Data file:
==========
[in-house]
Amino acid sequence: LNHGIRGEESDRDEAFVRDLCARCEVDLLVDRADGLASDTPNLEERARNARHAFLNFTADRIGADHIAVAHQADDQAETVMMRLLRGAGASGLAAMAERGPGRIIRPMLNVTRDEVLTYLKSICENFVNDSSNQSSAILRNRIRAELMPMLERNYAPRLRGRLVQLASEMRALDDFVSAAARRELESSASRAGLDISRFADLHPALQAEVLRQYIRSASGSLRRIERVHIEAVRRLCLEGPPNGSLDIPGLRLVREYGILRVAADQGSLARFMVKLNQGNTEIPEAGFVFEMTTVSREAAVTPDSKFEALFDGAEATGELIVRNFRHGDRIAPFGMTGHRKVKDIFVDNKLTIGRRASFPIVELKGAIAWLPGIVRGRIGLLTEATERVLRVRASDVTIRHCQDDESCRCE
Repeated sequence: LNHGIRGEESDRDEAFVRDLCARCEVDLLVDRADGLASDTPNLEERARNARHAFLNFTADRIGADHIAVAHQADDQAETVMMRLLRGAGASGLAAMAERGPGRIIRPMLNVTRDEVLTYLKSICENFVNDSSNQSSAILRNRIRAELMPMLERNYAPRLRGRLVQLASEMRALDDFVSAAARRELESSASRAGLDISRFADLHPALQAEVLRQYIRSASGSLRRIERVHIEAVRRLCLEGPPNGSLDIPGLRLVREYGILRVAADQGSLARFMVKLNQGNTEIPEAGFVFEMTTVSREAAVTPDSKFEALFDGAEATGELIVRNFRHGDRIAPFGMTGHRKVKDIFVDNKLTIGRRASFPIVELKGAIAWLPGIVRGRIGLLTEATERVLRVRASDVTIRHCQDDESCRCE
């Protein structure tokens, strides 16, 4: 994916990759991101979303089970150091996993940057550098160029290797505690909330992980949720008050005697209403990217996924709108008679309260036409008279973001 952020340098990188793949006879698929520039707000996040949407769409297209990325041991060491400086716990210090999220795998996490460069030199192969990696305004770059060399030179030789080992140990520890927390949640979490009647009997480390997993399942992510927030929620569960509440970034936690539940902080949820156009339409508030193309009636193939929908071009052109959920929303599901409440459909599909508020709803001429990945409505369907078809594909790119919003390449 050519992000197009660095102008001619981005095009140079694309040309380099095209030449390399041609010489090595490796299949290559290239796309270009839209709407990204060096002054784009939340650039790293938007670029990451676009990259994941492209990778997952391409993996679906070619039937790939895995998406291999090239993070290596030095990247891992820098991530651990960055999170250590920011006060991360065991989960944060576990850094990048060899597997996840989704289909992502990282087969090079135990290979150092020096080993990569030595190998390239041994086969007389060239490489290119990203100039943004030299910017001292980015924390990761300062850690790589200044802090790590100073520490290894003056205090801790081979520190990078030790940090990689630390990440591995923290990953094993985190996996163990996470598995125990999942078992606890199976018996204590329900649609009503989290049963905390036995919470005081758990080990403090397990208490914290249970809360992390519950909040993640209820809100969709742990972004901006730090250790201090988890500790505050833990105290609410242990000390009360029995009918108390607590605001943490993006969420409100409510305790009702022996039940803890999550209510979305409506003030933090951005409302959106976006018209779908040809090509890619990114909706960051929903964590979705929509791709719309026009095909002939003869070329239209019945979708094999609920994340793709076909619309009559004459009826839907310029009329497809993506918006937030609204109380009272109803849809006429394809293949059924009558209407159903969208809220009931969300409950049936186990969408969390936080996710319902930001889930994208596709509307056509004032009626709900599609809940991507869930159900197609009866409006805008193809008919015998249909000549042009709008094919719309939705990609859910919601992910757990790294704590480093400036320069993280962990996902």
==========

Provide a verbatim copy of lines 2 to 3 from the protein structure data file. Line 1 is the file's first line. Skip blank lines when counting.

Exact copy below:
Amino acid sequence: LNHGIRGEESDRDEAFVRDLCARCEVDLLVDRADGLASDTPNLEERARNARHAFLNFTADRIGADHIAVAHQADDQAETVMMRLLRGAGASGLAAMAERGPGRIIRPMLNVTRDEVLTYLKSICENFVNDSSNQSSAILRNRIRAELMPMLERNYAPRLRGRLVQLASEMRALDDFVSAAARRELESSASRAGLDISRFADLHPALQAEVLRQYIRSASGSLRRIERVHIEAVRRLCLEGPPNGSLDIPGLRLVREYGILRVAADQGSLARFMVKLNQGNTEIPEAGFVFEMTTVSREAAVTPDSKFEALFDGAEATGELIVRNFRHGDRIAPFGMTGHRKVKDIFVDNKLTIGRRASFPIVELKGAIAWLPGIVRGRIGLLTEATERVLRVRASDVTIRHCQDDESCRCE
Repeated sequence: LNHGIRGEESDRDEAFVRDLCARCEVDLLVDRADGLASDTPNLEERARNARHAFLNFTADRIGADHIAVAHQADDQAETVMMRLLRGAGASGLAAMAERGPGRIIRPMLNVTRDEVLTYLKSICENFVNDSSNQSSAILRNRIRAELMPMLERNYAPRLRGRLVQLASEMRALDDFVSAAARRELESSASRAGLDISRFADLHPALQAEVLRQYIRSASGSLRRIERVHIEAVRRLCLEGPPNGSLDIPGLRLVREYGILRVAADQGSLARFMVKLNQGNTEIPEAGFVFEMTTVSREAAVTPDSKFEALFDGAEATGELIVRNFRHGDRIAPFGMTGHRKVKDIFVDNKLTIGRRASFPIVELKGAIAWLPGIVRGRIGLLTEATERVLRVRASDVTIRHCQDDESCRCE